Business Marketing and Sustainability in the Modern World

ARTICLE SUMMARY: Business marketing, or B2B, continues to evolve within global markets. Many businesses today are changing their marketing practices and at the same time improving the sustainability of the business, as a way of projecting a more positive company image. Global markets are increasingly becoming centers of focused research in current times.

Business-to-Business Marketing (B2B)

Business marketing covers the practice of any individuals or organisations (including businesses, institutions and governments) facilitating the sale of products and services to other organisations. These services and products are then available for resale, use within the business or to support the business. Often known as B2B, or business-to-business, a business market must always have a demand, which usually arises through a demand within the consumer market. Marketing fundamentals, such as the four Ps (price, product, promotion and place), remain popular in business and, to some extent, consumer marketing. There are many marketing consultants available to support businesses in increasing profits by developing or improving business marketing practices. Other types of consultants focus on business management, which can still improve business marketing. Energy consultants are one such group, using global and local market knowledge to help a business make the most of its energy. This includes ensuring that businesses have the correct type of contract with the best energy suppliers on the best commercial terms.

Improving Profits Through Sustainability

Energy consultants are also focusing on helping businesses to reduce their energy consumption and carbon footprint, while increasing the use of sustainable energy sources within the business. Green businesses with a positive image are popular with consumers and many other businesses, helping to improve profits. Although changing business practices to become sustainable can be costly at first, returns often appear within a few years. Many large companies are becoming sustainable and also increasing turnover. One example is the chemical company, DuPont, which saved over $3 billion in ten years by using greener technology. Businesses that improve their sustainable practices often find other supply-chain options become open to them, particularly other companies with their own sustainable or ethical business polices.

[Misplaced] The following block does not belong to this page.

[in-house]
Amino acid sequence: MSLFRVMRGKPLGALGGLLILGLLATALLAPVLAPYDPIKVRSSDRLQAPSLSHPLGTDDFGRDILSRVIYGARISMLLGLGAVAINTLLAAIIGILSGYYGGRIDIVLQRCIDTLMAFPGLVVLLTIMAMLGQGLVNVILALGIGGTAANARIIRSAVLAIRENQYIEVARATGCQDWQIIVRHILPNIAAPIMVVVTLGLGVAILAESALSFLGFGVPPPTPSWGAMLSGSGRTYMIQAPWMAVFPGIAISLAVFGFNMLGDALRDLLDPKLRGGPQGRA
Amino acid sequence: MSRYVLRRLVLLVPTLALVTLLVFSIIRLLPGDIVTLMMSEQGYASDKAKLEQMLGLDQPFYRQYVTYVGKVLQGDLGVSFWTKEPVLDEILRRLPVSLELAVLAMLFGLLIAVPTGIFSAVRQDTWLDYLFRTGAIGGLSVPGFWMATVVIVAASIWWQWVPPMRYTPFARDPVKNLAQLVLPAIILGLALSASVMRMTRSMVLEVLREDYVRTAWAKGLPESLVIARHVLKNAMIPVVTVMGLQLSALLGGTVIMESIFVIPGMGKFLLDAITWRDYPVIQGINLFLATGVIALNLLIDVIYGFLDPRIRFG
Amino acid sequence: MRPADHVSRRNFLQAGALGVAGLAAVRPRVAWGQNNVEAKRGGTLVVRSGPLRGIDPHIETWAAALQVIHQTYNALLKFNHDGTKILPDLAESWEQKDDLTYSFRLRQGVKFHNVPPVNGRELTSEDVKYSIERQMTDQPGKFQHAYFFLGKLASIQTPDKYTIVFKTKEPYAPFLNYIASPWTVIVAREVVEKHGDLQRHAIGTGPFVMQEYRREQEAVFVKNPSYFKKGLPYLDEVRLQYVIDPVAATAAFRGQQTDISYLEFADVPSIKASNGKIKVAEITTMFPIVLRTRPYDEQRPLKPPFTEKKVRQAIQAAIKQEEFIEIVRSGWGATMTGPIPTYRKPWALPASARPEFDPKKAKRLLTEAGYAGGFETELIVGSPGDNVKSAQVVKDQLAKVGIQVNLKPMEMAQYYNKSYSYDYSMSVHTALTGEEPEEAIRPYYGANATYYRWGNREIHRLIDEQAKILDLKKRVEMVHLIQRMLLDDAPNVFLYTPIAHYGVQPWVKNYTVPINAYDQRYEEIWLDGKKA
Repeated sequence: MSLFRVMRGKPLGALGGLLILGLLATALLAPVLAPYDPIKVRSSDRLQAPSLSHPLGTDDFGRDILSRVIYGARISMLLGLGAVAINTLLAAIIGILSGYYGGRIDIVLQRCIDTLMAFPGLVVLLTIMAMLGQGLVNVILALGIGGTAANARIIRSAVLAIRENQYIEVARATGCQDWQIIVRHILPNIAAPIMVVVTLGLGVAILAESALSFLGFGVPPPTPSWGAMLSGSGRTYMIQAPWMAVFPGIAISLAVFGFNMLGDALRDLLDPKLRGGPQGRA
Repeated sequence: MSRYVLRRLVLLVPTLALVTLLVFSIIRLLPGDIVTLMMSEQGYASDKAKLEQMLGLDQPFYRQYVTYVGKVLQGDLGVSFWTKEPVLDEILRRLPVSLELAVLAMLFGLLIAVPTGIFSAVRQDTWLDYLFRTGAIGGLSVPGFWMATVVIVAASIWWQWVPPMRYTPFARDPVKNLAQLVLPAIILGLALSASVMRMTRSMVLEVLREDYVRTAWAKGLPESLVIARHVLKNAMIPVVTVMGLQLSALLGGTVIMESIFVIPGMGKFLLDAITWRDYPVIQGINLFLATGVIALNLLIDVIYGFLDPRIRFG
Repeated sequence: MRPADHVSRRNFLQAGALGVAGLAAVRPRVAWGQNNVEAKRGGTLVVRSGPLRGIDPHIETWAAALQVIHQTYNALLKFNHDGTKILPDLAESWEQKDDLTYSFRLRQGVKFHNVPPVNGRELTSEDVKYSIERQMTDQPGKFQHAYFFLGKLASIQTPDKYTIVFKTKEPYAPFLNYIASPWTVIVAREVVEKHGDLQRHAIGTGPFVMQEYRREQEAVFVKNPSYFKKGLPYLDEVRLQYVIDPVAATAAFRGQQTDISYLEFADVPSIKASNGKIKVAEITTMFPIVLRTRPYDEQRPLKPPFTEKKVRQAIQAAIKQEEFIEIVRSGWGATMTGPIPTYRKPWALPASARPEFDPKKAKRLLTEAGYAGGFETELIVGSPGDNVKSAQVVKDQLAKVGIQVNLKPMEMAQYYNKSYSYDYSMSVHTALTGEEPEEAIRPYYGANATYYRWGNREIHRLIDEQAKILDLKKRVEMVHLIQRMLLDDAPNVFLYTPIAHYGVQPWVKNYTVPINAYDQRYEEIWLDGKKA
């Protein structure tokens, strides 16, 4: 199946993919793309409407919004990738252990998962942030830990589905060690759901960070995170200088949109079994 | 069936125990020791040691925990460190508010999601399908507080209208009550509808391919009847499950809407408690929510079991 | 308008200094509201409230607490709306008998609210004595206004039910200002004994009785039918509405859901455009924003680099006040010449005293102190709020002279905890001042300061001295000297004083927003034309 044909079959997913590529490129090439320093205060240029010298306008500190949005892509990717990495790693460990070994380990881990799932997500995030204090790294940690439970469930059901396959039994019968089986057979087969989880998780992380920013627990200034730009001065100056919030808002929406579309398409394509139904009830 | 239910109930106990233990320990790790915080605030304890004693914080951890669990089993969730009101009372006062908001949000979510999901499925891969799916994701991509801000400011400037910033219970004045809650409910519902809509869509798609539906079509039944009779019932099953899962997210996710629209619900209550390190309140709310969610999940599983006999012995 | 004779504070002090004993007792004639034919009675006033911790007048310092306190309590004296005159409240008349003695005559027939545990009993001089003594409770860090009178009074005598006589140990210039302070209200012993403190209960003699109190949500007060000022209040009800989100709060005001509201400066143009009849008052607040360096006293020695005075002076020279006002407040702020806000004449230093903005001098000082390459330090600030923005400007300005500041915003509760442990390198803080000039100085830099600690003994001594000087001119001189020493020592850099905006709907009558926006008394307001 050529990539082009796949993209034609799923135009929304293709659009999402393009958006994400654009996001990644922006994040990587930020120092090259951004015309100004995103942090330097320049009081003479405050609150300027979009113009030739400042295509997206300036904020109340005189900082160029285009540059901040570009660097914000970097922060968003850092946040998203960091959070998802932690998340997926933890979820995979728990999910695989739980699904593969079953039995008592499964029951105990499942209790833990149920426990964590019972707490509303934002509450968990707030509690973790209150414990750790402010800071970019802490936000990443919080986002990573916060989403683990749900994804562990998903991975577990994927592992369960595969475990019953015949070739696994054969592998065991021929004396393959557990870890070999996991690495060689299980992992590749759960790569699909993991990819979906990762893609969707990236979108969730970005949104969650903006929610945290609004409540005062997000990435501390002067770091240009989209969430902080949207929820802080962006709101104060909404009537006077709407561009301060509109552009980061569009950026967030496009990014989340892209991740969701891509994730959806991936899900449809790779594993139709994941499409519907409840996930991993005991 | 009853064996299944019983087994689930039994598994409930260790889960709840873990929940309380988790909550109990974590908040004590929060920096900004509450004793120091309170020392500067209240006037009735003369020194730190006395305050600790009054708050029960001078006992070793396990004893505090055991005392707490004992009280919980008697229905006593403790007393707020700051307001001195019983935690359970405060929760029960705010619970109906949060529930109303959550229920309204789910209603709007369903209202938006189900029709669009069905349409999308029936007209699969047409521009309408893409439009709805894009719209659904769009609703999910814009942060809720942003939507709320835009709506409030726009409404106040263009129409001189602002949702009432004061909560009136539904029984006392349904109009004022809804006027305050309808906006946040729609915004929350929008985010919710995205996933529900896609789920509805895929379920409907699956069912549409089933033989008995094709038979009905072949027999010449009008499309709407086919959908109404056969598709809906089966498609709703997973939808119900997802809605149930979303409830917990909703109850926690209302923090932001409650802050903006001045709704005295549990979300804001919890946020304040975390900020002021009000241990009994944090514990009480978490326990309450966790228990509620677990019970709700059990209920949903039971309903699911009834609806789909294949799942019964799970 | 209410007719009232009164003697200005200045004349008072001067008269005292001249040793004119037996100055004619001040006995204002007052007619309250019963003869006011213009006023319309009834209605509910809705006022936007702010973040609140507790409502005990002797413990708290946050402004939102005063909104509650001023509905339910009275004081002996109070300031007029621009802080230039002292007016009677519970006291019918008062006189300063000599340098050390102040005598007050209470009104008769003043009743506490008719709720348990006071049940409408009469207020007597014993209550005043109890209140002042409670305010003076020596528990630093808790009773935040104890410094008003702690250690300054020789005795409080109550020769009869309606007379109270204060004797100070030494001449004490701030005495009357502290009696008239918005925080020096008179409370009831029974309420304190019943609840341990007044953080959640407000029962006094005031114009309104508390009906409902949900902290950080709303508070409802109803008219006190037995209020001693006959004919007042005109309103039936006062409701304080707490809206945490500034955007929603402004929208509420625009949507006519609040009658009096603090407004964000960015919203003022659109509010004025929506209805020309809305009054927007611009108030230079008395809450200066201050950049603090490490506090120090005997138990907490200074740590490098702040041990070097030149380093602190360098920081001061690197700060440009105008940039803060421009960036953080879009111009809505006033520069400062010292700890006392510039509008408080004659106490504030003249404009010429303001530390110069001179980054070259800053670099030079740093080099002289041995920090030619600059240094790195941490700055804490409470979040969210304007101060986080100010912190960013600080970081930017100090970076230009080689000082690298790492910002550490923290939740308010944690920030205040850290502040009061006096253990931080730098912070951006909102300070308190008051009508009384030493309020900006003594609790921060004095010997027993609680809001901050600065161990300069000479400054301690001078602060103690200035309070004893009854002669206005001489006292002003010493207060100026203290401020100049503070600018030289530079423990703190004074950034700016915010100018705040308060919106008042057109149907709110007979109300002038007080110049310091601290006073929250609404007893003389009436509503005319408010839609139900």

Business Marketing Strategies

With consultants helping to improve sustainable practices in many larger businesses, smaller businesses must also focus on sustainable practices. Otherwise, the demand for a greener supply chain may force them out of the market. Other key marketing strategies for B2B include focusing on the target market, which in business sectors usually has more variables than the consumer market. A positioning statement is one tool that can help to improve target-market focus. This identifies what a business does, how it does it and why it is more efficient than the competitors. From this, a business can develop and individualise its statement, ensuring that a potential business customer has enough information to assist them in their decision. Any type of marketing should always have measures in place so that at the end of a particular campaign its results are measurable in business terms, such as profit and loss. B2B marketing is continuing to grow thanks to changes in technology and the influence of entrepreneurship and many businesses have had to ‘reinvent’ themselves to continue trading. Marketing itself is also changing, with businesses adopting new business models and practices, often individualising their approach rather than using some of the traditional ‘one size fits all’ type of marketing models. Sustainability is also playing an important role in changing business marketing thanks to green technology and business practices. Businesses that are embracing sustainable practices are also finding that they now have a more positive company image as well as increased B2B marketing opportunities.


Sarah Cookson works with sustainable energy consultants and small businesses to assist them in improving their profits as well as B2B opportunities. Sarah regularly contributes to a range of business and sustainable-energy blogs and enjoys rock climbing in her spare time.

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